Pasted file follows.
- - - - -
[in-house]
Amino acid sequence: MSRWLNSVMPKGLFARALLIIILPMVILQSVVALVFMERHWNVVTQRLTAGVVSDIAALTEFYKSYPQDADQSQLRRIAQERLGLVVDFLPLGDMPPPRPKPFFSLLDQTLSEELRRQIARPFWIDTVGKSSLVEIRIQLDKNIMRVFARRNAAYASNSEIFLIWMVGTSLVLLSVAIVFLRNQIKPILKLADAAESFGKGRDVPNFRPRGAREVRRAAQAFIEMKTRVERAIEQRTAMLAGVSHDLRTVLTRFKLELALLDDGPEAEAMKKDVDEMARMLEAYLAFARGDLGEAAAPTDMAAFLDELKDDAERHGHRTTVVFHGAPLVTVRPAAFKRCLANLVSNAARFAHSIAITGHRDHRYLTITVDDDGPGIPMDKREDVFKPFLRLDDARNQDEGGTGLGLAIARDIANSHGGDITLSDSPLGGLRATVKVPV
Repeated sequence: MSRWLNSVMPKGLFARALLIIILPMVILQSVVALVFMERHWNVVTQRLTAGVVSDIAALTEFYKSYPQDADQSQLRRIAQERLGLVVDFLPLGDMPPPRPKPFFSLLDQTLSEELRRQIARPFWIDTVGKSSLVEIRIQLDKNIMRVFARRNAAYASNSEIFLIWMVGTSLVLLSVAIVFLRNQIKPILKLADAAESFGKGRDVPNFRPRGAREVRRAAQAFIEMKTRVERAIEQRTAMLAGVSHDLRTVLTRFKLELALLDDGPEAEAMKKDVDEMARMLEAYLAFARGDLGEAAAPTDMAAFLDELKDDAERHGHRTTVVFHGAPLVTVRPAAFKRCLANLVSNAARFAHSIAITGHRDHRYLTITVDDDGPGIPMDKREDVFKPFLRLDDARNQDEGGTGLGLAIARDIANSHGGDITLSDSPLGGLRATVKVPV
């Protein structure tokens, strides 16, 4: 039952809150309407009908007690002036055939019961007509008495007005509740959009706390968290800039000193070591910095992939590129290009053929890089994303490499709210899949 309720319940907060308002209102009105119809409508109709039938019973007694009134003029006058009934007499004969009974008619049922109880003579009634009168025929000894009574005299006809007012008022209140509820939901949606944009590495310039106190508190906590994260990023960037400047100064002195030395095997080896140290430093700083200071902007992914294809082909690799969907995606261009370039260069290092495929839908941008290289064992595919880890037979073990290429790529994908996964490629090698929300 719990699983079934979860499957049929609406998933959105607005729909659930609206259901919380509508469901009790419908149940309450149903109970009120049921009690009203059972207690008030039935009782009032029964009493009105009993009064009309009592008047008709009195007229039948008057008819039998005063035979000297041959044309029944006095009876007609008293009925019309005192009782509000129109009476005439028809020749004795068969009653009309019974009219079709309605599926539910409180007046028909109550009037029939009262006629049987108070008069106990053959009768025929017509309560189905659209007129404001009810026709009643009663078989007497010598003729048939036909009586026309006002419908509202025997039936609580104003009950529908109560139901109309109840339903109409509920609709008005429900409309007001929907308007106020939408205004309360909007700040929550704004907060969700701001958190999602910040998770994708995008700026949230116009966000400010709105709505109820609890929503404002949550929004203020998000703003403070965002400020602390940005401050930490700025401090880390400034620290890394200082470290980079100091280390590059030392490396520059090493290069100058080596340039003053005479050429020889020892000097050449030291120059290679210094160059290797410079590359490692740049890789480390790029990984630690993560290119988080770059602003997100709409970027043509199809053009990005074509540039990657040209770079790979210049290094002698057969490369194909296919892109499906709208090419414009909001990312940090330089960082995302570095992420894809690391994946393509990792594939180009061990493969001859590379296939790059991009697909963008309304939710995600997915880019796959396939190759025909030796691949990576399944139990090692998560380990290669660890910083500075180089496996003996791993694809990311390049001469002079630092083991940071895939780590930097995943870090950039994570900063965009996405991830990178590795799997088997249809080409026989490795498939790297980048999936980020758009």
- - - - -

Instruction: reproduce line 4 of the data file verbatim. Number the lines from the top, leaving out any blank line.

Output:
């Protein structure tokens, strides 16, 4: 039952809150309407009908007690002036055939019961007509008495007005509740959009706390968290800039000193070591910095992939590129290009053929890089994303490499709210899949 309720319940907060308002209102009105119809409508109709039938019973007694009134003029006058009934007499004969009974008619049922109880003579009634009168025929000894009574005299006809007012008022209140509820939901949606944009590495310039106190508190906590994260990023960037400047100064002195030395095997080896140290430093700083200071902007992914294809082909690799969907995606261009370039260069290092495929839908941008290289064992595919880890037979073990290429790529994908996964490629090698929300 719990699983079934979860499957049929609406998933959105607005729909659930609206259901919380509508469901009790419908149940309450149903109970009120049921009690009203059972207690008030039935009782009032029964009493009105009993009064009309009592008047008709009195007229039948008057008819039998005063035979000297041959044309029944006095009876007609008293009925019309005192009782509000129109009476005439028809020749004795068969009653009309019974009219079709309605599926539910409180007046028909109550009037029939009262006629049987108070008069106990053959009768025929017509309560189905659209007129404001009810026709009643009663078989007497010598003729048939036909009586026309006002419908509202025997039936609580104003009950529908109560139901109309109840339903109409509920609709008005429900409309007001929907308007106020939408205004309360909007700040929550704004907060969700701001958190999602910040998770994708995008700026949230116009966000400010709105709505109820609890929503404002949550929004203020998000703003403070965002400020602390940005401050930490700025401090880390400034620290890394200082470290980079100091280390590059030392490396520059090493290069100058080596340039003053005479050429020889020892000097050449030291120059290679210094160059290797410079590359490692740049890789480390790029990984630690993560290119988080770059602003997100709409970027043509199809053009990005074509540039990657040209770079790979210049290094002698057969490369194909296919892109499906709208090419414009909001990312940090330089960082995302570095992420894809690391994946393509990792594939180009061990493969001859590379296939790059991009697909963008309304939710995600997915880019796959396939190759025909030796691949990576399944139990090692998560380990290669660890910083500075180089496996003996791993694809990311390049001469002079630092083991940071895939780590930097995943870090950039994570900063965009996405991830990178590795799997088997249809080409026989490795498939790297980048999936980020758009």